I'm considering making a bed based on these plans. (small aesthetic/
practicle tweaks like lowering the footboard to just over the bottom
of the mattress so I don't kick it, I'm tall)
However I don't want to use Mahogany, I was thinking of Cherry
Now I had made a bed previously, and didn't base it on any plans. The
results ended in the bed breaking as I didn't use thick enough
material. (It was also too tall and my wife had to hop to get in the
bed, she's short)
Now I'm worried that the dimensions may have been chosen based on the
strength of the wood, and perhaps other woods are not as strong. I
would prefer to keep this one from breaking :)
Are their any good guidelines for this?
Well, like I said, I kind of winged the last one. Apparently I didn't
do enough math. Looks like in places I was short by an easy inch of
wood for some of the supports.
I also went radical and designed it as 2 rails with feet that where
joined together instead of a more traditional head and foot with 2
No, not really. They're held up by particle boards standing on edge under
plywood sheeting, covered with plastic. All holding about 3 tons of water.
We used to have one. Didn't everybody, back in the day? One of the more
interesting experiences in life is to get out of a warm, dry waterbed to
take care of a noisy youngster, and step into a really wet carpet. The
rain had filled up a planter bed, and it had soaked under the wall,
completely soaking the master bedroom. I spent the day draining the
planter, installing french drain in the heavy rain, and wet vacuuming the
Thank goodness that was before we had any money to spend on decent
Patriarch, who learned a lot of these lessons the hard way, too.
Oh you must be familiar with the New style beds. LOL... the one that I
have helped my sister-in-law move countless times and for the last I hope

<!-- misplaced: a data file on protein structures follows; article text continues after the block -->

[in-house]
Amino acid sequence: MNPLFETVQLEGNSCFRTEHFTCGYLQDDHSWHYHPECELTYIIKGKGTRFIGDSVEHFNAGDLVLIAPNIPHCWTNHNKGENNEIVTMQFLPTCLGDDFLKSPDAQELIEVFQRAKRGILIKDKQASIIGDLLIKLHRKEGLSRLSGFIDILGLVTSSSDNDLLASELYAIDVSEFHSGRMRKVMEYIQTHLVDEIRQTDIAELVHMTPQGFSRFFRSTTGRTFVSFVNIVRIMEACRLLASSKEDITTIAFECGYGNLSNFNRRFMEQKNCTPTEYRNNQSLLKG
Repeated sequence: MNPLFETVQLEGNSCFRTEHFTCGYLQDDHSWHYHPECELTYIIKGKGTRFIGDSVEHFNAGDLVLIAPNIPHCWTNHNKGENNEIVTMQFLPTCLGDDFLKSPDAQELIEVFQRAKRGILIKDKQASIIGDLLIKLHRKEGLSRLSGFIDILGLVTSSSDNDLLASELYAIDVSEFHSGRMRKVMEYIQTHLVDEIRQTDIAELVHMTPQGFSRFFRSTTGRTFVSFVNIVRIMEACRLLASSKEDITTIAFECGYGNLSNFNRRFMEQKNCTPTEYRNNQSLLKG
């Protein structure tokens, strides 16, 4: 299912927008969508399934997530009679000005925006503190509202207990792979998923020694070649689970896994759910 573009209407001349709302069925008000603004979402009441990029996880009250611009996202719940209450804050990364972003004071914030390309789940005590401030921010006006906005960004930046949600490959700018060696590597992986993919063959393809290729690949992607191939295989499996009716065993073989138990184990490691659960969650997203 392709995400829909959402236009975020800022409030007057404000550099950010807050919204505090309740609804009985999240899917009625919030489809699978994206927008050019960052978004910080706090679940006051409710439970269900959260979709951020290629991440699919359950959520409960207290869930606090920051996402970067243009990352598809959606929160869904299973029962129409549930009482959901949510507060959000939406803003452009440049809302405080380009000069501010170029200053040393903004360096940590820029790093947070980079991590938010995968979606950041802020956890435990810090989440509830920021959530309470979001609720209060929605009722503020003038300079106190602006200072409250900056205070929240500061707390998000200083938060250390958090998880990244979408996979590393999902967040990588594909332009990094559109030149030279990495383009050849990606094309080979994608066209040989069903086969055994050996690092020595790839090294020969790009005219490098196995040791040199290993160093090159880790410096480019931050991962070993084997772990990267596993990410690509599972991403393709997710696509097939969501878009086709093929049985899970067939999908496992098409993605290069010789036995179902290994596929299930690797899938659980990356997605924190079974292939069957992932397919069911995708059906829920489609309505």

was built in the early 70's. The lower section has 6 drawers on each side
stacked 2 high and is all pine. There is a particle board platform on top
I agree. I had a rail split on a bed i made one time. On close
inspection the way I had added the connector and rail flange had left
stress points on the end which was unreinforced end grain. This was
cherry, but, I don't think the type of hardwood would have mattered.
My design was wrong.
Also, if you want solid engineering data try
which has been the standard reference on the engineering of wooden
structures since long before there was an Internet.
For more detailed information on specific wood species try
http://www2.fpl.fs.fed.us /. Use the "wood properties" link first and
if that does't get you to it then try the "common names" link.
I have to agree with another post, saying that pine will hold up a
waterbed. My king size pine waterbed, made in 1978, has been used
everyday and it has not failed. You should use a proven design and
use mortise and tenon joinery. I know that hickory is a very strong
wood, but use whatever you think looks good or select a hardwood that
is a good value (cherry is in big demand right now).
Thats a good point to take into consideration as well. I hadn't
Searching for info on it I found this site:
Which has good descriptions of different woods as well as a little
sample of the grain/finish
Thank you for posting the link to American Hardwood Information Center, it
appears to be a very informative site.
Watch for the bounce.
If ya didn't see it, ya didn't feel it.
If ya see it, it didn't go off.
Old Air Force Munitions Saying
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